The Bon Vivant and the Realist

In the period from 5 May to 11 August 2019, in collaboration with the Jacob van Horne municipal museum in Weert. Museum Valkenburg bring together for the first time the work of two artists from Weert: Jan Tullemans and Wil Leenders, the “Bon Vivant” and the “Realist.” Friends of art who, while studying together at the same art academy, each went their own way in the art world of their generation. Part of the works by Jan Tullemans comes from the private collection of Frans Hovens. The works shown by Wil Leenders are composed from the collections of his children, from private collections and there are also loans from the Jacob van Horne municipal museum.

JAN TULLEMANS 1924 – 2011

Jan Tullemans took private lessons with the painter Jan as a mulo-student Nouwen. He learned there how important the perception of visible reality is for an artist. Seeing things, their colors, shapes and light had to be the starting point for a drawing or a painting. After Nouwen had left Weert, he took painting lessons in the evenings at the Institute for Visual Arts in Roermond. Artists that served as role models at the time were people like Leo Franssen, Piet Schoenmaeckers, Joep Thissen and Mathieu Boessen. With Piet Schoenmaeckers, Tullemans took drawing lessons at the Jan van Eyck Academy in Maastricht, where he graduated in 1958. Here he also met Wil Leenders and became friends with him. In Jan’s early work, robust landscapes can be seen with dark hues set against subtle white. With the “progress” life in Weert became lighter and with it the work of Jan Tullemans. Domestic scenes arose around the table and bed with the daily pleasures of life. If Jan did not paint, he drew. All day long, almost carelessly, he scribbled down what he saw around him. Father Tillemans (Jan’s cousin and also an artist) once said to him; ‘if you are in your box later, you can still draw on the bottom of the lid’. Jan became known in his role of ‘nestor’ of the art scene in Weert. Jan Tullemans as the “bon vivant” of cultural life, Jan Tullemans as “the King” in his own story.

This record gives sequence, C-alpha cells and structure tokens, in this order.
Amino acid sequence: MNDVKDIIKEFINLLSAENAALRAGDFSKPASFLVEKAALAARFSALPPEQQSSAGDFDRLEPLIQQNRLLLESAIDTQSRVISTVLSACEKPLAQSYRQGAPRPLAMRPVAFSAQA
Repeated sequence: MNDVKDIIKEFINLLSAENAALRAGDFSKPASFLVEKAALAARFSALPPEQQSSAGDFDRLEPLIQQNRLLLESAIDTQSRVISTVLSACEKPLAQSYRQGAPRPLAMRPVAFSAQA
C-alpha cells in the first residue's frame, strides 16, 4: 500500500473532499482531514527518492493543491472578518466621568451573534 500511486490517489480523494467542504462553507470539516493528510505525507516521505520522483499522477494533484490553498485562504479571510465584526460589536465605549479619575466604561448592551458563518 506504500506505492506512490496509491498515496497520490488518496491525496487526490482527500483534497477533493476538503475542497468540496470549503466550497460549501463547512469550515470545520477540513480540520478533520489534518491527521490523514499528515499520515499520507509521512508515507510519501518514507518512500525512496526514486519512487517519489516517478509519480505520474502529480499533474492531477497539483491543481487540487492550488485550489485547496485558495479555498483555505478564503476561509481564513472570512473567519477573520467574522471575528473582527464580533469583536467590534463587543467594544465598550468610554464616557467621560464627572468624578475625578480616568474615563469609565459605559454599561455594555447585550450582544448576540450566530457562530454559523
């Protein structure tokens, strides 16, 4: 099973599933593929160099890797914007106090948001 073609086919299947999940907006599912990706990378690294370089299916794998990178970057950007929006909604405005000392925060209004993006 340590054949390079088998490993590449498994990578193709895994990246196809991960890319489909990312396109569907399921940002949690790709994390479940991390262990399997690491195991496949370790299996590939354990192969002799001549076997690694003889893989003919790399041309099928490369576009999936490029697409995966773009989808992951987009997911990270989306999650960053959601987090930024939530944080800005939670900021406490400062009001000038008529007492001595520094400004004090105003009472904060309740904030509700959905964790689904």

WIL LEENDERS 1930-2017

Wil Leenders grows up in a family where visual arts play no role and he has difficulty getting permission to go to the High School of Arts in Maastricht. After his military service he goes to the Jan van Eijck Academy in Maastricht. There he learns the profession of ‘monumental glazier’. His teachers are Willy Gorissen, Jef Scheffers, Charles Vos and Harry Koolen. At the academy he meets Jan Tullemans and a close friendship develops. Since he cannot live by his art alone, Wil is a teacher of drawing and crafts until his retirement, first at the institute for the deaf in St. Michielsgestel and later at the Jacobus Mavo in Born. The early work of Leenders fits in with the tradition of the old ‘Limburg school’ with influences from France and of the ‘Latem School’, of which Permeke is the best known. At the end of the 1970s, Wil started to work in a more realistic way. He opts for everyday themes such as portraits, still lifes and landscapes. In the 80s and 90s he became best known as the painter of naturalistic winter landscapes. As a counterpart, he makes portraits, especially of family members. In later portraits he is inspired by photos of ‘normal characters’ seen during his travels through Europe. This expresses his ‘essential vision’ of man and the relationship with his great examples Pyke Koch and Dick Ket is clearly visible. Before Wil Leenders died on November 20, 2017, he was informed about the presentation of his work in the Jacob van Horne municipal museum, which thereby acquired the character of an ‘in memoriam’.